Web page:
There are significant practical and ethical limitations to study of patients, however, and only four patients with HMGA1 mutations have been reported in total so far. Hmga1-/- mice were therefore generated for more detailed mechanistic study [6]. In keeping with the human phenotype, these animals showed a 90% reduction in insulin receptor expression and hyperglycemia after glucose challenge. In other respects, however, the phenotypes of mice and humans radically diverged: all affected humans had severe peripheral IR and corresponding hyperinsulinemia, whereas knockout mice were actually hypersensitive to insulin, with increased levels of expression of the insulin-responsive glucose transporter Glut4 in muscle and enhanced whole-body insulin-stimulated glucose disposal (Table (Table1).1). This is in effect the opposite phenotype to that in humans, and implies major differences in both insulin secretion and peripheral insulin action between the species. The earlier failure of insulin secretion in mice than humans suggests a failure of glucose-stimulated insulin secretion in individual pancreatic β cells and/or failure of proliferation of these cells. This may relate to a more important role for the Insr in this process in mice, as suggested by the progressive hyperglycemia of beta-cell-specific Insr knockout mice [8]. The difference in peripheral insulin sensitivity, suggesting the existence of a pathway in mice that can compensate for severe loss of Insr, was left unexplained, however.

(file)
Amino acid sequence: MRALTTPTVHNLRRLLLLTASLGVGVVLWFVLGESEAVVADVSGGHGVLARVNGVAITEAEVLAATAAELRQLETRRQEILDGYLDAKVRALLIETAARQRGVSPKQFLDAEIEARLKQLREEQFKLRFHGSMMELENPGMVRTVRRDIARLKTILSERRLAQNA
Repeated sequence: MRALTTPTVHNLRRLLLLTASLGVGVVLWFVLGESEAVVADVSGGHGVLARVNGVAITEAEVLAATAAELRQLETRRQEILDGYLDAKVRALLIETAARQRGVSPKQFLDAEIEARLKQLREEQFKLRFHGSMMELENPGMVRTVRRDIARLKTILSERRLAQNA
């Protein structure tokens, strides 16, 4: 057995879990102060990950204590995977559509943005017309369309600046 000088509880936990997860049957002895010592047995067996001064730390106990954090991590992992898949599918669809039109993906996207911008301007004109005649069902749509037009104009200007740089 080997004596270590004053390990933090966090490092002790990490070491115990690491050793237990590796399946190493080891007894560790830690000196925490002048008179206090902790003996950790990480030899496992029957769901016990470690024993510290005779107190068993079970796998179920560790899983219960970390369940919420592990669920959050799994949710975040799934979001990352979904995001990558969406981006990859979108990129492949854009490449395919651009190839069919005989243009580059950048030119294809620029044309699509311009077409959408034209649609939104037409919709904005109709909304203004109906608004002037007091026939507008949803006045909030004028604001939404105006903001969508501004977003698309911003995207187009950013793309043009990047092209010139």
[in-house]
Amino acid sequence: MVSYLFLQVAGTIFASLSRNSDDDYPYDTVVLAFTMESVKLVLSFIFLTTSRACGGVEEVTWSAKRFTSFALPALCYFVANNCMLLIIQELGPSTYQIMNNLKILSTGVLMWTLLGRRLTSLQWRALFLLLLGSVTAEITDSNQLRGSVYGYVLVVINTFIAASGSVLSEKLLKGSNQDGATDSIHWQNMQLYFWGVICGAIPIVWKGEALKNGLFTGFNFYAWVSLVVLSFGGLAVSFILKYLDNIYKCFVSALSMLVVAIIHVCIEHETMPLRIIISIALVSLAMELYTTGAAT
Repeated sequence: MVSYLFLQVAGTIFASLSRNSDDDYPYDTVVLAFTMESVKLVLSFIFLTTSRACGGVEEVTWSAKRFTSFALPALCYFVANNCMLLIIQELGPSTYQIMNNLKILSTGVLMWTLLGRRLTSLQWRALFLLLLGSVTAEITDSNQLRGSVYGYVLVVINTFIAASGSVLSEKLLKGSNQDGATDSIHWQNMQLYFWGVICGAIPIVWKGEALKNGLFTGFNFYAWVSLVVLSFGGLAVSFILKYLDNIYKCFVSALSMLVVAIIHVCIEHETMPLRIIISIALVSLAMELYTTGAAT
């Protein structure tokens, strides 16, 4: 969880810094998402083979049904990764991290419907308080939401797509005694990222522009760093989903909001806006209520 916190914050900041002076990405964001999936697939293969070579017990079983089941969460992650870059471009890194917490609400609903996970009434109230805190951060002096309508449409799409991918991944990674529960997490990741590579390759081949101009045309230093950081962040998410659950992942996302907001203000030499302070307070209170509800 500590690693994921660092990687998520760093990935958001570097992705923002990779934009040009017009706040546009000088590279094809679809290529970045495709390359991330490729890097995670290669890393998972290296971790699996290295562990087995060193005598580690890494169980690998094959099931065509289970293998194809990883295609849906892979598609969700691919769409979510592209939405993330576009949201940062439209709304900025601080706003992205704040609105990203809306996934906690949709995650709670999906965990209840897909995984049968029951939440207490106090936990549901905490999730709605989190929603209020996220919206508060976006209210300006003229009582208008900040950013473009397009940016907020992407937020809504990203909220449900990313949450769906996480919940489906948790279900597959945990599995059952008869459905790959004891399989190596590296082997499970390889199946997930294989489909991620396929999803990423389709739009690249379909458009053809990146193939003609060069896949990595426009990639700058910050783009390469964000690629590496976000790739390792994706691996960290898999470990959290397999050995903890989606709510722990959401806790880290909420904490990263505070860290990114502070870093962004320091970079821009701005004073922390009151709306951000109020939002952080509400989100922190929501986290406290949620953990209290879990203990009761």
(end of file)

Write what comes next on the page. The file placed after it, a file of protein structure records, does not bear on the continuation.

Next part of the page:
Table 1
Insulin resistance 'subphenotypes' seen in humans and mice with deficiency or mutations of HMGA1 or INSR*

HMGA1 and metabolic messengers

The contribution of the recent paper by Chiefari et al. [1] is to offer a partial explanation for this observation. The new work draws on growing appreciation that insulin-sensitive tissues communicate not only through substrate fluxes, but also by secreting factors that signal specifically to distant tissues. Adipose tissue, in particular, is now seen as a highly dynamic endocrine organ producing many so-called 'adipokines', including leptin, which has a thoroughly validated metabolic role, adiponectin, and many other factors with varying credentials as bona fide signaling molecules. One of the more recent of these is retinol binding protein (RBP), product of the Rbp4 gene in mice. Although mostly produced by the liver, RBP also comes from white adipose tissue, and its expression there is inversely related to Glut4 expression [9]. Furthermore, Rbp4-/- mice show enhanced insulin sensitivity, and providing RBP either exogenously or by overexpression induces IR [9].